Yes, you’re right. To focus only on the external is wrong even though that’s how we are primarily judged. That is why Jesus again and again targeted the heart. It’s just like parenting: if we don’t get ahold of our children’s heart, they will obey externally while rebelling internally. That is why many children wander away from their parents’ faith after leaving the nest. Nobody can truly legislate morality beyond the home – not the school, not the church, not the government – though God knows many continue to try.

In the epistles, Paul speaks of legalism in the context of circumcision and talks about being free in Christ. We talk so much about freedom in Christ yet we’re still chained in our way of thinking. We shouldn’t be. We’ve been set free.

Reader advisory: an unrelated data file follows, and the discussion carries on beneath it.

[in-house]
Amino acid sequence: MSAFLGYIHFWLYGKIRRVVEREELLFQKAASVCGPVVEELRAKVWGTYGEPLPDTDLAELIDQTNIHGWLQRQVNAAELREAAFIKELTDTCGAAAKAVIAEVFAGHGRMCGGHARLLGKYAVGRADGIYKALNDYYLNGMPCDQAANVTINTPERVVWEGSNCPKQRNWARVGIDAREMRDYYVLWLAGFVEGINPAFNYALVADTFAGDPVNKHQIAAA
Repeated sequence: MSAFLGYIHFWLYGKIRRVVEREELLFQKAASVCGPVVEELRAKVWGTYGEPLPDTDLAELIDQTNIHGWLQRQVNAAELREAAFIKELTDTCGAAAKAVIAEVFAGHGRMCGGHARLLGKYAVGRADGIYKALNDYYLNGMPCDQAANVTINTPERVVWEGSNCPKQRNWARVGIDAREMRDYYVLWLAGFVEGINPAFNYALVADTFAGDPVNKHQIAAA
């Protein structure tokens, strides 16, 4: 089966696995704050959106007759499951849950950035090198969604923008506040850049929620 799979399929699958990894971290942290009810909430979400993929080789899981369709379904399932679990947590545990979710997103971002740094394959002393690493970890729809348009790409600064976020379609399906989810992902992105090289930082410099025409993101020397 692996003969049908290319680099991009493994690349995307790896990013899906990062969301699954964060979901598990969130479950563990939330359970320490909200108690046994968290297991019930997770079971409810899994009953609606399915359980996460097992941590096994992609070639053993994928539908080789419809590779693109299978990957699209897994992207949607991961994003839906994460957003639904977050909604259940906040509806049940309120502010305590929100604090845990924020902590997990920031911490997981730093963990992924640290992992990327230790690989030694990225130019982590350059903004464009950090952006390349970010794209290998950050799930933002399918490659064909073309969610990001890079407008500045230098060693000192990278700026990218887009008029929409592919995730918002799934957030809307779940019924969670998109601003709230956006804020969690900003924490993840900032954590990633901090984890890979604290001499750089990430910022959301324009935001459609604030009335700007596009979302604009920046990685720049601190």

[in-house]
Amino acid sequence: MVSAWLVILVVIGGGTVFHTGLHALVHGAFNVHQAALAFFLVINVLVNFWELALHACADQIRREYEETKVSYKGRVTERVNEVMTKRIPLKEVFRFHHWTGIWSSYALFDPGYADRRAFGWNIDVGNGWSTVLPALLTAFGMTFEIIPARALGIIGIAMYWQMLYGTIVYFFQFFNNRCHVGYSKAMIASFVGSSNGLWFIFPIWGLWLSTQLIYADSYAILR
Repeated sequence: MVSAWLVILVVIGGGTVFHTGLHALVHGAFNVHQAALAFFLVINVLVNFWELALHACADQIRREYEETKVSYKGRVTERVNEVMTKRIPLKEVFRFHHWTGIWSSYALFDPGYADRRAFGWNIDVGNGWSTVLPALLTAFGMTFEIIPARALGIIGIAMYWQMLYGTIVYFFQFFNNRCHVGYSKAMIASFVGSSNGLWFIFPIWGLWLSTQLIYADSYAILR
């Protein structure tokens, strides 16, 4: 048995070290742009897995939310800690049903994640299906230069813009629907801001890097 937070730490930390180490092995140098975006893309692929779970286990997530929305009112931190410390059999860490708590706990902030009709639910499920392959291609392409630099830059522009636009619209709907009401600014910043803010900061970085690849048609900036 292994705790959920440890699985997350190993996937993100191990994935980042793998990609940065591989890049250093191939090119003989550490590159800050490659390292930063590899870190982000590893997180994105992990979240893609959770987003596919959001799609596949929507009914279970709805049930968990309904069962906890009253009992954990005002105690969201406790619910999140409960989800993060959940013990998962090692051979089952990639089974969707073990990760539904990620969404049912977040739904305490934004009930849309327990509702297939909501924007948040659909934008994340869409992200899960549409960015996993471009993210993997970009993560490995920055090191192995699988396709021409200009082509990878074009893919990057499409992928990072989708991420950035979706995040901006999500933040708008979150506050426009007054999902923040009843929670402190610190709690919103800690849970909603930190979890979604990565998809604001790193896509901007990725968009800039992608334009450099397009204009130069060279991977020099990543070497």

The trouble, I feel, arises when men (some would say “the church”) impose their standards (some would say “their interpretation of Scripture”) on the flock of which they are shepherds. But consider. Isn’t it telling that Jesus never said anything about outward appearances or how to clothe ourselves or how we ought to look? Correct me if I’m wrong but the only verses I can find are Matthew 6:28-30 and they concern the provision, not the use, of clothing. As an aside, isn’t it also telling that the verses we Christians hold on to as biblical standards for dressing were written by men? Why do you think God did not use women writers to record his message?